Well, folks, it’s a new year. For many, that means resolutions. And for many of those people, it means failing those resolutions within the first month. And there we have it…using the word “fail” right off the top of a new year. There are reasons people often fail at New Year’s resolutions and ways to fix them, as we wrote about in a past blog, but this post is about why failure is not an ending or the opposite of success.
Don’t Be Afraid to Fail, Be Afraid of Not Trying
Did you know there’s an official psychological diagnosis for people paralyzed by their fear of failure? It’s called atychiphobia. (In case you have a fear of mispronouncing words, say it like this: a-tick-eh-fo-be-ah.) The Atlantic author, Arthur Brooks, writes that people who suffer from this malady are more prone to anxiety, depression and a lack of enjoying life’s adventures. He writes about three steps you can take to overcome what can be a quite debilitating condition.
- Focus on the present – don’t worry about what could happen tomorrow; embrace today
- Visualize courage – practice in private how you’d like to react to a fearful situation
- Practice humility – take yourself off your own pedestal (special note to perfectionists)
People who are afraid to fail, often don’t take risks in the first place. We’re talking about small risks (talking to a stranger at a work conference) as well as big ones (investing your life savings in a start-up). Without taking risks, your levels of failure and success are pretty much flatlined. Being in a place where you can take calculated risks is preferable. Remember, the thrill of victory is greater when you’ve also experienced the agony of defeat!
The Pros of Failure
BetterUp.com states the biggest problem with failure is our own perception. It can take a nasty toll on our self-esteem. If you can create opportunities to feel successful along the journey, then the final outcome doesn’t have to be a make-it or break-it situation. Read our take on celebrating small victories on the way to a big goal here.
Setting yourself up for mini successes is a great way to keep motivated. But experiencing failure is absolutely OK and often critical to your ultimate success down the road. PsychologyToday.com writes about three positives of failure that many don’t initially think about.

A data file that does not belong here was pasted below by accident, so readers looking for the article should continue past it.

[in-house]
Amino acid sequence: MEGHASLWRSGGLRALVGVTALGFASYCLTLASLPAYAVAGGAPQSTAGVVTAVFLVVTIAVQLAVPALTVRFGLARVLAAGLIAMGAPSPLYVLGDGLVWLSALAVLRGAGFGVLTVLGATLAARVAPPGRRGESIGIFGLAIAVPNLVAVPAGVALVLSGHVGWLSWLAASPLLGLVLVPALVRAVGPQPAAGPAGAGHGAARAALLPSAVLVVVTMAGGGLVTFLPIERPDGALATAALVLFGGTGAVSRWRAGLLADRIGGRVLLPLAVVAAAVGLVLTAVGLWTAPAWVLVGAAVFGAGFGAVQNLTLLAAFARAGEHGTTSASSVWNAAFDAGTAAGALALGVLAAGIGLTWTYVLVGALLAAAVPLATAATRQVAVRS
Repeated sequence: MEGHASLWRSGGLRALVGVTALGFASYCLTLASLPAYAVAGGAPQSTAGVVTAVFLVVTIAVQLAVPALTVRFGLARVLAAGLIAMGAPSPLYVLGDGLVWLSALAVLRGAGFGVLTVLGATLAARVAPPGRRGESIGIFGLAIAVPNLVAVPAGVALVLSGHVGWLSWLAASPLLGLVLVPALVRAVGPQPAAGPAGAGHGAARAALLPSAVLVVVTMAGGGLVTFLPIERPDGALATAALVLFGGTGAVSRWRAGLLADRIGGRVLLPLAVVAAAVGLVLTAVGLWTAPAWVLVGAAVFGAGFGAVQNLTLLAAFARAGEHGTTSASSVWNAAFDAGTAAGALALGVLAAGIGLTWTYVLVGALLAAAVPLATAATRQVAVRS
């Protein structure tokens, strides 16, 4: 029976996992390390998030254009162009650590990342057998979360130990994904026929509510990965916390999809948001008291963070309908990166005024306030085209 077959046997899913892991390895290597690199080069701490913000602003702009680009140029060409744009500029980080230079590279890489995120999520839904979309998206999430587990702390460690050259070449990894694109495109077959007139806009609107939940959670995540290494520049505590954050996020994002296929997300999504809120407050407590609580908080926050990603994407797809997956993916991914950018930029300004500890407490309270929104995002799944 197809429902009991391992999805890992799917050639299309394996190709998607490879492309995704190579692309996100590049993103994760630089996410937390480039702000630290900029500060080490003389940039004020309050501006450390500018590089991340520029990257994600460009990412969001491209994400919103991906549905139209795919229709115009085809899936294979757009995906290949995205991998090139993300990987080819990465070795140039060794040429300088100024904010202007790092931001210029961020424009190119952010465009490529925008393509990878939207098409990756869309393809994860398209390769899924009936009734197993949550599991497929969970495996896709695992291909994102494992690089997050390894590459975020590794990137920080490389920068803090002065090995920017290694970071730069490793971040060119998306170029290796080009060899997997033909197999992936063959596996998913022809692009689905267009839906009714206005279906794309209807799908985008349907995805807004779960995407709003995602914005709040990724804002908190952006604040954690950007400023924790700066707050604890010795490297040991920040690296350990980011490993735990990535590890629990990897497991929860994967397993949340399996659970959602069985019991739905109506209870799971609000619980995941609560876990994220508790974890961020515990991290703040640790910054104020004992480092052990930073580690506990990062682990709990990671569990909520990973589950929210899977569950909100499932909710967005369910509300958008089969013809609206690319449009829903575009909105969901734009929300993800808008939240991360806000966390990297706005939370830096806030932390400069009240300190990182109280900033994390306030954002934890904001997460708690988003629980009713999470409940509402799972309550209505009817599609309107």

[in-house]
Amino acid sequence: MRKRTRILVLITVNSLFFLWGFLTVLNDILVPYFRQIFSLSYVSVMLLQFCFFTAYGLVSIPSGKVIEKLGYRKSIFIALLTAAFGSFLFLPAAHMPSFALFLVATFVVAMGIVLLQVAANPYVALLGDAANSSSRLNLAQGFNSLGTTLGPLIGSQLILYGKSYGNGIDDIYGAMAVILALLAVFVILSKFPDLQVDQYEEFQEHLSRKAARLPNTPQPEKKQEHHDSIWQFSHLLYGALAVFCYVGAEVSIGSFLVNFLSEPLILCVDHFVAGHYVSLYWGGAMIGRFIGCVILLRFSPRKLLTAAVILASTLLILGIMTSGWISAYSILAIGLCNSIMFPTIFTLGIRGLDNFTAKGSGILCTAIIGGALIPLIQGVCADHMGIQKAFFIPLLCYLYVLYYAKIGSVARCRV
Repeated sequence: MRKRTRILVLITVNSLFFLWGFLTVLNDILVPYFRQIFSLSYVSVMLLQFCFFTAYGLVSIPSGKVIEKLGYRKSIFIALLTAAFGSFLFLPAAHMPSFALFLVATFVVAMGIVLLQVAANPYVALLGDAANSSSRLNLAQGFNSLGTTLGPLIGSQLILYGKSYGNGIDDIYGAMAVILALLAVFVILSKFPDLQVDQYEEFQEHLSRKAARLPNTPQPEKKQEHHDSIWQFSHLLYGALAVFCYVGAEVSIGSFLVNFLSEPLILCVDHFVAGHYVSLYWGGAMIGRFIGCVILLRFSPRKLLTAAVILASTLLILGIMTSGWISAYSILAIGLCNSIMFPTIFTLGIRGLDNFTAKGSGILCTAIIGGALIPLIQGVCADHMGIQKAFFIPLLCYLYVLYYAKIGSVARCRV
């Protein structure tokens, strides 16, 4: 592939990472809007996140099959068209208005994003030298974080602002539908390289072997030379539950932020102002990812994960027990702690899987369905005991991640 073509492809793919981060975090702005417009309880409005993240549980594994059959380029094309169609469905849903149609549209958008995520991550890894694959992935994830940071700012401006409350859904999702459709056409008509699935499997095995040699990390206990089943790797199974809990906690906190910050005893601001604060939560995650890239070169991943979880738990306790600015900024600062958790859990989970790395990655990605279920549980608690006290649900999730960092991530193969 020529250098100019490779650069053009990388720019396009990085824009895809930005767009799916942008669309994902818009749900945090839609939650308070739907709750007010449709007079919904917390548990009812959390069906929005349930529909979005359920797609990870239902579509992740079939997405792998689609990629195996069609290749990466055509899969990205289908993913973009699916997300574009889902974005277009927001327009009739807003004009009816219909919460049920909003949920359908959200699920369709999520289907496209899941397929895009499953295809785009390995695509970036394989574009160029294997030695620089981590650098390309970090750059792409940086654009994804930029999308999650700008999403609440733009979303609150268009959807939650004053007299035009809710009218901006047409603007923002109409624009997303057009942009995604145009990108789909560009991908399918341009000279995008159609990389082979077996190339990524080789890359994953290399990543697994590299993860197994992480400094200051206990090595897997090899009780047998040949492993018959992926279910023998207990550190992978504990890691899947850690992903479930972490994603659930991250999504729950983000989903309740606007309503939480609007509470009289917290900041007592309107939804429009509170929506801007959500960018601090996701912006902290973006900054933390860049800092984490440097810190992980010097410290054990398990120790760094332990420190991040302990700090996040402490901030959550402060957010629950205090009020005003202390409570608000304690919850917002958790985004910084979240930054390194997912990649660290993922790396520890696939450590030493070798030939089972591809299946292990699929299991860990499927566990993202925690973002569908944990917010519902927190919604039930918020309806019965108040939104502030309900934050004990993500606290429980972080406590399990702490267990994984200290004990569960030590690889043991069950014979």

- Illustrates what we’re missing – skill set, personality trait, resources
- Highlights what we really care about – time invested shows what matters
- Allows us to take a fresh start – who doesn’t want a do-over every so often?
In addition to the above three, failing is a great teacher! We all learn how not to do something with each step backward. Being a lifelong learner is critical to leadership, empathy and a growth mindset. People with those traits see each failure as an opportunity to leap forward. It all comes down to owning a positive perspective.
Come Fail Away with Me
If you’re singing the classic Styx song, “Come Sail Away,” in your head now, it was planned by your author. 😊 Dennis DeYoung, frontman for Styx, said in a 2021 interview with Blabbermouth.com that the group’s 4th album, “Man of Miracles,” was a complete failure. It led to no one wanting to represent them until a radio program director surprisingly started playing, “Lady,” a song from a previous album, and it hit big. Obviously, that led to a litany of great songs, including, “Come Sail Away,” which some say pushed them into superstardom.
This leads to an interesting question. There are an incredibly large amount of people in the world who are talented but never succeed at the levels of a band like Styx. Does that make them all failures? I hope your answer to this is a resounding “no!” Sometimes success relies on a lightning strike of good fortune and that is obviously out of our control. In cases like this, the failure would be to not continue trying, regardless of the eventual outcome. And that, my friends, is why resilience is the best friend to both failure and success!
Happy New Year – now go on out there and try, fail, succeed, fail again and keep on going!